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2013-03-15 15:26:19 -0500 answered a question Line detection and timestamps, video, Python

If your paper background is quite plain, you can do some simple binary thresholding to get the pencil lines. Then projecting the lines onto the y axis and doing a min for a range will give you the lowest point of a particular pencil line and you can set some predefined points in y that you are looking for to be logged. Whenever the min(projection(y)) is lower than your predefined line, you trigger the rest of the code. However the assumption is that the various pencil lines do not overlap in the projection space.

2013-03-14 23:43:22 -0500 answered a question hand detection

Please provide some more information - are you using skin tone to detect hand or shape or something else ?

2013-03-14 16:47:13 -0500 asked a question Problem with CV_CAP_PROP_POS_MSEC

Hi, I am trying to get the timestamp of a frame from a video that is variable frame rate. I tried to get the time stamps of frames through ffprobe, and it seems that the first frame has a timestamp of 20 msec, the second one 60msec, the third one 80 msec, fourth one 120 msec (so it oscillates between 20msec and 40 msec frame time diff and averages to approximately 30fps). When I use opencv (2.3.1 in Ubuntu 12.04) to query the timestamp in the following piece of code :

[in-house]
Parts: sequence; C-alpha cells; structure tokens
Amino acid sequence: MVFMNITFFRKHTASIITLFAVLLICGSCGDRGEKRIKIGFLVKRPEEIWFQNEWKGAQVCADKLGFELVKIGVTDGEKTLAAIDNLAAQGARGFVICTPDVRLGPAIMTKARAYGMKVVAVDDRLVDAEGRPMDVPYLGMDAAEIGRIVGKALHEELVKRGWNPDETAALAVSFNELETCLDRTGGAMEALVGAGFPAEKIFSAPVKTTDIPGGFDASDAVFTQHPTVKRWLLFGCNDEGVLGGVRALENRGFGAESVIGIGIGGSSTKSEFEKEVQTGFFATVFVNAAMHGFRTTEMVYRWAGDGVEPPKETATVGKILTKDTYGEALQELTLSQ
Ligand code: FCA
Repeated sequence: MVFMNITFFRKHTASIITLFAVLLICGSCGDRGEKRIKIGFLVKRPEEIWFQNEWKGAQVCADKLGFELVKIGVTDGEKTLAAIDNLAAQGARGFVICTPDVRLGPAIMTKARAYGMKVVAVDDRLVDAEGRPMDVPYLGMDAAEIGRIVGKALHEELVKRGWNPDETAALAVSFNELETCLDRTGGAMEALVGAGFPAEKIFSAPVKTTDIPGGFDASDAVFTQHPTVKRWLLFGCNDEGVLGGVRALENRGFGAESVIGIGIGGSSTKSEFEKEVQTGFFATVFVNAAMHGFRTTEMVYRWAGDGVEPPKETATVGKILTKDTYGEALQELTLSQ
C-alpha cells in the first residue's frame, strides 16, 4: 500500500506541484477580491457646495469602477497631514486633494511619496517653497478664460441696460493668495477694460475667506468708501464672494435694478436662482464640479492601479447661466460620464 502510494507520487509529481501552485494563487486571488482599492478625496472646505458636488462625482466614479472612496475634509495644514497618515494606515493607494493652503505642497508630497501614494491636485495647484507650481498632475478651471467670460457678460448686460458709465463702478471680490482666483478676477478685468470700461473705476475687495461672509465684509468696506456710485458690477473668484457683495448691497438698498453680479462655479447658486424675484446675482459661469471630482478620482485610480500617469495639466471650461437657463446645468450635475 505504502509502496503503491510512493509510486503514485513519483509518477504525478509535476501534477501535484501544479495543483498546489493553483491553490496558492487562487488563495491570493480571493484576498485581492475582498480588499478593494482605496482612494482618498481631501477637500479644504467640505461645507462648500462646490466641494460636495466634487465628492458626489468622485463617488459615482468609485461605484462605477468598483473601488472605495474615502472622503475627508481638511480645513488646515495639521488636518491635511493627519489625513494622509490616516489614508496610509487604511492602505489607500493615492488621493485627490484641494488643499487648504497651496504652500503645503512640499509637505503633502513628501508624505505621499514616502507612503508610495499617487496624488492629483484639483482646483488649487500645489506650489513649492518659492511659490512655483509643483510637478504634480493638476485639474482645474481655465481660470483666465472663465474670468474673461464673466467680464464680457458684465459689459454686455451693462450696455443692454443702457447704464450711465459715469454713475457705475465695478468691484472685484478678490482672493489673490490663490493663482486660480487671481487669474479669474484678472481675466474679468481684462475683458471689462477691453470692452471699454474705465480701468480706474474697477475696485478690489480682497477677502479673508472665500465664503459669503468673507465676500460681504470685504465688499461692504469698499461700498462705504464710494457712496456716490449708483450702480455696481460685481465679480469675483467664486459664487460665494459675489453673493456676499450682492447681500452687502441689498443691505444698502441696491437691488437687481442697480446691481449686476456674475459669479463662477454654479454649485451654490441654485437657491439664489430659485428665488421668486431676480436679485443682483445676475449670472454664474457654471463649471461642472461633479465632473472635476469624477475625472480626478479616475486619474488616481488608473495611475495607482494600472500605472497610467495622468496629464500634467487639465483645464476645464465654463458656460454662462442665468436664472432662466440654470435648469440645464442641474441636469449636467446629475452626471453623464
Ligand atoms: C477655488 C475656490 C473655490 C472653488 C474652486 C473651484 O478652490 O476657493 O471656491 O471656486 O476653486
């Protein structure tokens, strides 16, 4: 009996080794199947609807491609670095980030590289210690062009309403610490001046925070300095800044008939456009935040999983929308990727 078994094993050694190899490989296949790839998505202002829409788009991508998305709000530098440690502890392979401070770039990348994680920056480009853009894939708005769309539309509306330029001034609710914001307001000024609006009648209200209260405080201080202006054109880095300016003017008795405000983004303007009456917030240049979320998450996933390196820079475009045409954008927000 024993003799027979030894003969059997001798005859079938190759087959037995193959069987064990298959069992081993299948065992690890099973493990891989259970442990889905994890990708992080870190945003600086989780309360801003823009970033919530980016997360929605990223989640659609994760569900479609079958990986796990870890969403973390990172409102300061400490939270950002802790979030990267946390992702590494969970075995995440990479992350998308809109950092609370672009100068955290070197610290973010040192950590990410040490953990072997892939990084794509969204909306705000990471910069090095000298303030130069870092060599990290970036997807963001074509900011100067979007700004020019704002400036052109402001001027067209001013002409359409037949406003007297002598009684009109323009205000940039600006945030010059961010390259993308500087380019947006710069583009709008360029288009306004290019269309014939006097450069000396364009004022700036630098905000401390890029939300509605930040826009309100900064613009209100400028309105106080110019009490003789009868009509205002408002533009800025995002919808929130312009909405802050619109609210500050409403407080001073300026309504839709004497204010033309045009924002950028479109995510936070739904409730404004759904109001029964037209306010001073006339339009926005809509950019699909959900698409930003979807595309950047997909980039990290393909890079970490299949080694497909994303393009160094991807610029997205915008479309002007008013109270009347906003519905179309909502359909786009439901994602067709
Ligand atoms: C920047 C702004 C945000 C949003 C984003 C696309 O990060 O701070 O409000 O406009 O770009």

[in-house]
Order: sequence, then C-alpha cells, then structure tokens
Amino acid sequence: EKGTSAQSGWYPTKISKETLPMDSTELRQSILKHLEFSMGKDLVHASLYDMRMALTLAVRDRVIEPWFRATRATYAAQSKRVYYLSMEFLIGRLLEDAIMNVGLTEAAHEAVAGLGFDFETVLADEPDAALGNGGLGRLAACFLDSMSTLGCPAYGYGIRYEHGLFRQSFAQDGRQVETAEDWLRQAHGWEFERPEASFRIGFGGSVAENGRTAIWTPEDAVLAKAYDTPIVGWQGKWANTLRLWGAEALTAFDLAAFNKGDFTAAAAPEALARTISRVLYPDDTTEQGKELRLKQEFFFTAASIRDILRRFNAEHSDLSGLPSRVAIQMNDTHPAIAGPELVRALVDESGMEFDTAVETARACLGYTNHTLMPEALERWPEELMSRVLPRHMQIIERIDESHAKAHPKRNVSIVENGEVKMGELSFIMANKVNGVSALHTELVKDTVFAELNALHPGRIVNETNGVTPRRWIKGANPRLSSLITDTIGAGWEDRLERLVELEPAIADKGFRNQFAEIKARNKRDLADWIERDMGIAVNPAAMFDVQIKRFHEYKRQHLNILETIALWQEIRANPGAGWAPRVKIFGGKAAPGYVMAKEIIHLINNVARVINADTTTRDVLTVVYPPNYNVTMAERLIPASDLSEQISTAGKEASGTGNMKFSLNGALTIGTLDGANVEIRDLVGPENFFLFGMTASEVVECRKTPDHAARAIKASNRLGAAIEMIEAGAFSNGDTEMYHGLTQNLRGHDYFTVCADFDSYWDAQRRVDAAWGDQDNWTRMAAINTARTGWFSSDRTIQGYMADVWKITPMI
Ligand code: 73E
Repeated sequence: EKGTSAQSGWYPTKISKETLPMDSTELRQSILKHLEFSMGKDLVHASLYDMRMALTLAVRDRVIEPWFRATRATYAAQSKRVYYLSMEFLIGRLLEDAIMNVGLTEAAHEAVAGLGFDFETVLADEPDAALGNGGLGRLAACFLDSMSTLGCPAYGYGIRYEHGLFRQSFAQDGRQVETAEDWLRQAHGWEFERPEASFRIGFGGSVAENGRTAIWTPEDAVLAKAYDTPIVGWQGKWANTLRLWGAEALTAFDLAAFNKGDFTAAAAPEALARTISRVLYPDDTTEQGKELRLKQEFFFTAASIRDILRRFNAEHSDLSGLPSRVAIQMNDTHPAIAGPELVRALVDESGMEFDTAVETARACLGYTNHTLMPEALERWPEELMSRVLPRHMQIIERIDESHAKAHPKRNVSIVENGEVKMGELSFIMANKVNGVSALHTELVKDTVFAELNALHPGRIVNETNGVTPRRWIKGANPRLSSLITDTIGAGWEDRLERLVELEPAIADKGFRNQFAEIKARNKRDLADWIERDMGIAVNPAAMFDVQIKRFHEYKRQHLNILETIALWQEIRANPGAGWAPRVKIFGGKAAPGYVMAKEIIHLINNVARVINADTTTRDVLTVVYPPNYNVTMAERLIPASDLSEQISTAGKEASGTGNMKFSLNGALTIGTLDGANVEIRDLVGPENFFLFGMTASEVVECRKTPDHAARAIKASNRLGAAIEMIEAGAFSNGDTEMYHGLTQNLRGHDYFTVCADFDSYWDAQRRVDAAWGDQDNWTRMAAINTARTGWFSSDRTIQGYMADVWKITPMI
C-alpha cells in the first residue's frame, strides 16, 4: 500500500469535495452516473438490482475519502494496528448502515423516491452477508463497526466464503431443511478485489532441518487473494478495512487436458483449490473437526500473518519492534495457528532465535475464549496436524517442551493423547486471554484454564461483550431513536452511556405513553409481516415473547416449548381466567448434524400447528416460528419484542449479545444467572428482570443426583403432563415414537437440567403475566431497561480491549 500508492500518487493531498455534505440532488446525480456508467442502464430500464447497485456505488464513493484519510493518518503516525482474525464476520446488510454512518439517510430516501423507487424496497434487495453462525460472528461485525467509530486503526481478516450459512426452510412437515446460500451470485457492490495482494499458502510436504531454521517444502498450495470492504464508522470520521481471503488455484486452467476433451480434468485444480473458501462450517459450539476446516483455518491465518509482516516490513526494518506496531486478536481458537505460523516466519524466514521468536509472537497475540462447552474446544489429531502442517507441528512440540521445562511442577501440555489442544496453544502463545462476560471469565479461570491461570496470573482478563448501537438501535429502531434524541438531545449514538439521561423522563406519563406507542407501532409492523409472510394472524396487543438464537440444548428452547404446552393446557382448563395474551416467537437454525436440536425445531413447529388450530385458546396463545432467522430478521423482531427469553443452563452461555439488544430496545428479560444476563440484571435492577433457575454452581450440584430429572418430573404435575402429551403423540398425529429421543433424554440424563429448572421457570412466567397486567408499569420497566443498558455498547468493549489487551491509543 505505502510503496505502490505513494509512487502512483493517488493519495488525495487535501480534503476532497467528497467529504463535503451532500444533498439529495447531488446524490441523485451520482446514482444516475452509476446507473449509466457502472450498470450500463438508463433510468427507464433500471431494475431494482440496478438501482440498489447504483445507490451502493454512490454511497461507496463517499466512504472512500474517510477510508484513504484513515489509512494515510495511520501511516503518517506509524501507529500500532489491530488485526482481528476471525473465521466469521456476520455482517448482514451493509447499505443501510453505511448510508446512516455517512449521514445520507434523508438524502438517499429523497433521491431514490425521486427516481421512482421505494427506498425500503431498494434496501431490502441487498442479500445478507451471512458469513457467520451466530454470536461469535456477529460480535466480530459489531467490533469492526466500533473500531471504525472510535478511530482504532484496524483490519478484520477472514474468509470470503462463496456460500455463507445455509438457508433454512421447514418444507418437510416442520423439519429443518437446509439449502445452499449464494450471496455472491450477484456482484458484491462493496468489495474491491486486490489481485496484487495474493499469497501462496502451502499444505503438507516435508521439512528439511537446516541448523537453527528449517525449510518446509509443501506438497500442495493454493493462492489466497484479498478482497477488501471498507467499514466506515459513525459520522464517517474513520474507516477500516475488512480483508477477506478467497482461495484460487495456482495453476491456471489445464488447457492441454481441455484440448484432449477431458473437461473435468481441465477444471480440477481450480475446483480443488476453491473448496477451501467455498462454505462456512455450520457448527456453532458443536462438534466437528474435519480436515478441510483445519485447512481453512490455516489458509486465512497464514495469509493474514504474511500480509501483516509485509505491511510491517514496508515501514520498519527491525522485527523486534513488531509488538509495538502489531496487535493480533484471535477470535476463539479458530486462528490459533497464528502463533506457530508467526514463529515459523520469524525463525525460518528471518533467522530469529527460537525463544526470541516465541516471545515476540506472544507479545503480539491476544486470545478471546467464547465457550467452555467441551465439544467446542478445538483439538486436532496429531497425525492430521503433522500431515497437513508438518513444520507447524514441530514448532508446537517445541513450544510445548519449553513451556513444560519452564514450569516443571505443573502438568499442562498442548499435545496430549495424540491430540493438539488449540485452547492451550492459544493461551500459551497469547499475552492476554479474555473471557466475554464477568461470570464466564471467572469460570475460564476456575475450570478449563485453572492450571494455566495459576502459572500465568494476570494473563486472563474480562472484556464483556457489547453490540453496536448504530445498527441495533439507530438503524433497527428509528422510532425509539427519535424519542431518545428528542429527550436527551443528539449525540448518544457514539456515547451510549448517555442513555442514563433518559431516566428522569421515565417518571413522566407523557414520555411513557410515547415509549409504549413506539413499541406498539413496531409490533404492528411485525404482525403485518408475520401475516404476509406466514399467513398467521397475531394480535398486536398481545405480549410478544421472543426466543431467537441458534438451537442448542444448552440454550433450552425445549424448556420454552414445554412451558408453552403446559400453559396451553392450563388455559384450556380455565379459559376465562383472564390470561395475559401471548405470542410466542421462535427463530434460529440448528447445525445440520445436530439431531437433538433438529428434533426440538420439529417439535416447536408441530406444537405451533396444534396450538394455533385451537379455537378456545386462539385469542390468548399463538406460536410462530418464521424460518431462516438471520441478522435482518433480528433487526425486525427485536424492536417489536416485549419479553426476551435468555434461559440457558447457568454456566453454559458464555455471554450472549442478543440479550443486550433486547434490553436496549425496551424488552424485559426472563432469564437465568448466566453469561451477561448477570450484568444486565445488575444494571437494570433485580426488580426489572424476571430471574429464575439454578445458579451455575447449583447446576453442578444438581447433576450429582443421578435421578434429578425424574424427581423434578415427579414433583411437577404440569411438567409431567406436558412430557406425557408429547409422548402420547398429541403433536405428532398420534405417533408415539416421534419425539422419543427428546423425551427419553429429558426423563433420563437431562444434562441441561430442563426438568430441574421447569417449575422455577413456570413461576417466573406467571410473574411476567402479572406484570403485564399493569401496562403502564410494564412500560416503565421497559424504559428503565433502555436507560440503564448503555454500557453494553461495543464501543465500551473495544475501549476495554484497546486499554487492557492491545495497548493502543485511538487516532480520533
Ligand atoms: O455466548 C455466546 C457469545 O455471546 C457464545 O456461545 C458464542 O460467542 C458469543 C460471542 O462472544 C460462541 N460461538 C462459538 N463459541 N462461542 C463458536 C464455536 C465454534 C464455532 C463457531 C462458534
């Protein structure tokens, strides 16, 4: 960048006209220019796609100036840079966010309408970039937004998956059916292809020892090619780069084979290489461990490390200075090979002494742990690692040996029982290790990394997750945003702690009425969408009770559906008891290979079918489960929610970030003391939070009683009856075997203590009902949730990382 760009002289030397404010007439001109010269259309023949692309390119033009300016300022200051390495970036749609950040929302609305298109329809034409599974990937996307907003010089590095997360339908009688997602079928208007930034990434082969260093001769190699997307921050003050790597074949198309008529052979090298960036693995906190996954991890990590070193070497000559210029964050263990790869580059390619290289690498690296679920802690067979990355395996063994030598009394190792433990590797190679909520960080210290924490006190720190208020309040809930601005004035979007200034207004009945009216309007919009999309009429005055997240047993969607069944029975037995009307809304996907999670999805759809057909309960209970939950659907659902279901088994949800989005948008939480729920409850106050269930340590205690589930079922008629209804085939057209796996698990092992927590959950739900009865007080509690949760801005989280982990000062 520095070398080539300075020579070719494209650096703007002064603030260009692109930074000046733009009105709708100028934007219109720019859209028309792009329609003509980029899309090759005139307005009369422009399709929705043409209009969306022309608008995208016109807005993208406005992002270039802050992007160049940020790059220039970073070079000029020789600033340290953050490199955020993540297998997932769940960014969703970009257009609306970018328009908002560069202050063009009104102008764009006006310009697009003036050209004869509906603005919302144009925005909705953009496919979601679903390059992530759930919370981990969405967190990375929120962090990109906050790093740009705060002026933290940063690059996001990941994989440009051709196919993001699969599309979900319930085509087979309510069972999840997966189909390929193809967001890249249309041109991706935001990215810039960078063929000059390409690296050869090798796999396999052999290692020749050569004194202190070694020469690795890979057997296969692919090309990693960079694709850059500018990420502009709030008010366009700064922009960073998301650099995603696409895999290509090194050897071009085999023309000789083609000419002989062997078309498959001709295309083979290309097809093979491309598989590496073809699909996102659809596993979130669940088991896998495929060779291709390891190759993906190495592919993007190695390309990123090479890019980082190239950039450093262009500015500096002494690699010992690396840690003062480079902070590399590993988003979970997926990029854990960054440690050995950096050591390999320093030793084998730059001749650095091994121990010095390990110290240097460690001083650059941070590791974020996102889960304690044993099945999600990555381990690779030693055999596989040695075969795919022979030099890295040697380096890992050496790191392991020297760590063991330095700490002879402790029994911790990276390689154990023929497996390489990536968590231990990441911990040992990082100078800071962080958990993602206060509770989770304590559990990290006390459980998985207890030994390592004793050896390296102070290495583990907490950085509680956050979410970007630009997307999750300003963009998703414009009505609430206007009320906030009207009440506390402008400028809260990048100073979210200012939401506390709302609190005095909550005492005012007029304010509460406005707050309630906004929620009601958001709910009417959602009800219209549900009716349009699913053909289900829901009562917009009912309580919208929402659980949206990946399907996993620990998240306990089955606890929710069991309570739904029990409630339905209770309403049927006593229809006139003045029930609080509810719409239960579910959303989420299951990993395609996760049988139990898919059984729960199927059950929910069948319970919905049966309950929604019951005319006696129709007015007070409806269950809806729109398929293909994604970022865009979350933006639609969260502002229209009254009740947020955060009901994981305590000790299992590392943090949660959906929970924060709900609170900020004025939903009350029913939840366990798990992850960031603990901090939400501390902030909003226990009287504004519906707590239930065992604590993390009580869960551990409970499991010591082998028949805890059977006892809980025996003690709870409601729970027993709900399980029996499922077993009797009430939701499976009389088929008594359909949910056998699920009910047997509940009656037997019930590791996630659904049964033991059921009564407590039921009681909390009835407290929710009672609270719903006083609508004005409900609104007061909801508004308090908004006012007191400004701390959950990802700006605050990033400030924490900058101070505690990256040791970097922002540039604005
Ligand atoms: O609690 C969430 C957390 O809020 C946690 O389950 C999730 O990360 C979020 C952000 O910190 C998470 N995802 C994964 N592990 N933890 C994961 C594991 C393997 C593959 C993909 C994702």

for(int frame_count = 0; frame_count < totalFrameCount-1; frame_count ++) { cap >> img_scene; // get a new frame from the file frameTimeStamp = cap.get(CV_CAP_PROP_POS_MSEC); cout << "FrameTimeStamp is " << frameTimeStamp; }

I get timestamps as 20 msec, 40 msec (instead of 60 msec), 60 msec and so on. So it is different that what ffprobe tells me. Is this a known issue ? (framenumber etc. seem to be a known issue, but frame msec seemed to be more stable).

Any help would be great,